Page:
Jennifer Thomas, attorney from the Food and Drug Administration (FDA), introduce the regulatory framework for frauds in US (eg. misbranding definition, Preventive Controls for Human Food requirements against economically motivated adulteration with impact on health) and the analytical challenges in detecting fraud. Recently the FDA was mandate to sample lemon juice for potential authenticity issues (dilution, addition of citric acid) and 3 companies were added to Import Alerts. Another case manager was related to imported palm oil adulterated with Sudan dyes: the investigation resulted in 7 companies added to Import Alerts. Last, but not least, the FDA did DNA barcoding analysis on several species of fish and discovered pufferfish declared as monkfish, snapper labeled as ocean perch and grouper passed as weakfish.

Next important event linked to IAFP will be in Dubai in few weeks (29th-31st October 2018), where within the Dubai International Food Safety Conference a workshop on food fraud is planned. The event follows the series of workshops initiated by the Food Risk Analysis and Regulatory Excellence Platform (FRAREP) of the Department of Food Science and the Institute of Nutrition and Functional Foods (INAF) of Université Laval, Québec, QC. Canada, and aims to support international collaboration amongst the community of stakeholders around food fraud prevention and mitigation.

Thank God it’s Friday! Quick news from the food world (Week 42)

Here’s my article’s selection of the week:

EU

– EU project seeks to improve GM food safety testing, by Caroline Scott-Thomas+, on bakeryandsnacks.com: an EU-funded project that aims to improve safety testing for genetically modified (GM) foods has published its first results.

UK

– FSA promises probe after sheep’s milk protein found in UK goats’ cheese, by Mark Astley+ , on dairyreporter.com: the UK Food Standards Agency (FSA) has promised an investigation after several samples of goats’ cheese sold in Britain were found to contain up to 80% sheep’s cheese.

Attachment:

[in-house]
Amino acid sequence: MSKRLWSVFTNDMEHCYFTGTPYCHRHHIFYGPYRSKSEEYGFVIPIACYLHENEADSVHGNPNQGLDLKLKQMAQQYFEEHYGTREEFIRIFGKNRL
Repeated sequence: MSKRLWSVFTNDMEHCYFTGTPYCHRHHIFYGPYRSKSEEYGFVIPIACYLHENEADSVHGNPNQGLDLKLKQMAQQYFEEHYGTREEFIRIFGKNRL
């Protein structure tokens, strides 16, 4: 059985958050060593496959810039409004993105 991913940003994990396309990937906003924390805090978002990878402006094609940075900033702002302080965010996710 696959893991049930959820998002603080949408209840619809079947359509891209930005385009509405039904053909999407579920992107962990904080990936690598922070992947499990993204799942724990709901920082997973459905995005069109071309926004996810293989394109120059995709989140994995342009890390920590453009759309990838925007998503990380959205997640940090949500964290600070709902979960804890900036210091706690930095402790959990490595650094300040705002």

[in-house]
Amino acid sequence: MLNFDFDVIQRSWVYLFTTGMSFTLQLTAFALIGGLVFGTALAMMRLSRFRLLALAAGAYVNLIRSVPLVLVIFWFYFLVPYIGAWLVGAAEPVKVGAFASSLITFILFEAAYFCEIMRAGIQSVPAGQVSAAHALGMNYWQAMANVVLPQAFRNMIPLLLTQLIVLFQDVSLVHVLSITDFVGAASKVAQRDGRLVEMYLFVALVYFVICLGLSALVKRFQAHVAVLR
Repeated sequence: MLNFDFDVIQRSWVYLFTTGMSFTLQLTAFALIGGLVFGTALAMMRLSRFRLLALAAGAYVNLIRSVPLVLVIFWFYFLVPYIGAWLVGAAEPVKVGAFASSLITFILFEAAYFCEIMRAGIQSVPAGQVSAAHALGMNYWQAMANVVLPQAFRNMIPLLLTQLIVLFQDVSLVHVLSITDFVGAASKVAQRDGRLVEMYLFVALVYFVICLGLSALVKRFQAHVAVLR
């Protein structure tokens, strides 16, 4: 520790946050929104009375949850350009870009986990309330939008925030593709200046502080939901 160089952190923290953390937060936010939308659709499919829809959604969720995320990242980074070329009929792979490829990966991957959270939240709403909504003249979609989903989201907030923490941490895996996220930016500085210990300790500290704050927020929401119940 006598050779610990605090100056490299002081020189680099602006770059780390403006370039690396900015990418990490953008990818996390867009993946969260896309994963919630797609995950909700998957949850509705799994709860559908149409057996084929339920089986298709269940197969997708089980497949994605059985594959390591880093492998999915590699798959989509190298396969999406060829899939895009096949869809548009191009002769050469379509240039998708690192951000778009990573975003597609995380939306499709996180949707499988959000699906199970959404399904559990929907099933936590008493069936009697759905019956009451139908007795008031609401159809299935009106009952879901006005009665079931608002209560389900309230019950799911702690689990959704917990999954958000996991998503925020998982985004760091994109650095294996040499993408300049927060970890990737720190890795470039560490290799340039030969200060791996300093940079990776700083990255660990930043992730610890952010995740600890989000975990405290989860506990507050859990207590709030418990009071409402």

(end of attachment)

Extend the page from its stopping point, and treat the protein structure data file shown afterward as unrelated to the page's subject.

– Venomous spider strikes again, in Waitrose bananas, by Rod Addy+, on foodmanufacture.co.uk: a Waitrose shopper got the shock of his life when he uncovered the world’s deadliest spider in a bunch of bananas just delivered by the upmarket supermarket chain.

USA

– Are Recalls an Effective Element of Food Safety?, by James Andrews, on foodsafetynews.com: given that recalls are often not issued until after the damage has been done, the question has regularly been raised in the food industry as to whether or not recalls are an effective tool in food safety. The question was the topic of a debate at this year’s International Association of Food Protection (IAFP) conference in Indianapolis.

– FDA to hold public meeting on key FSMA proposed rules, by Heidi Parsons, on foodproductiondaily.com: the U.S. Food and Drug Administration (FDA) today announced it will hold a public meeting Nov. 13 to discuss potential changes to four proposed rules associated with the Food Safety Modernization Act (FSMA).

WTO Rules Against Country-of-Origin Labeling on Meat in U.S., by James Andrews, on foodsafetynews.com: the World Trade Organization (WTO) has ruled in favor of Canada and Mexico in an ongoing dispute with the United States over country-of-origin labeling (COOL) on meat.

– Making Sense of Seals of Approval, by Michele Simon, on foodlawfirm.com: “These days health-conscious consumers are increasingly seeking out food products not only with fewer ingredients and a “clean label”, but also foods produced in a manner that minimizes harm to the environment, among other ethical business practices. And it’s not enough to claim your product is healthy or sustainable with just words; to get that much-needed boost in a highly competitive marketplace, many food companies are spending the extra money to obtain third-party certification for various claims. But before jumping on the “seal of approval” bandwagon, it’s important to understand the legal implications of various types of certification. For example, some seals are legally defined and require third-party certification while others are just voluntary.”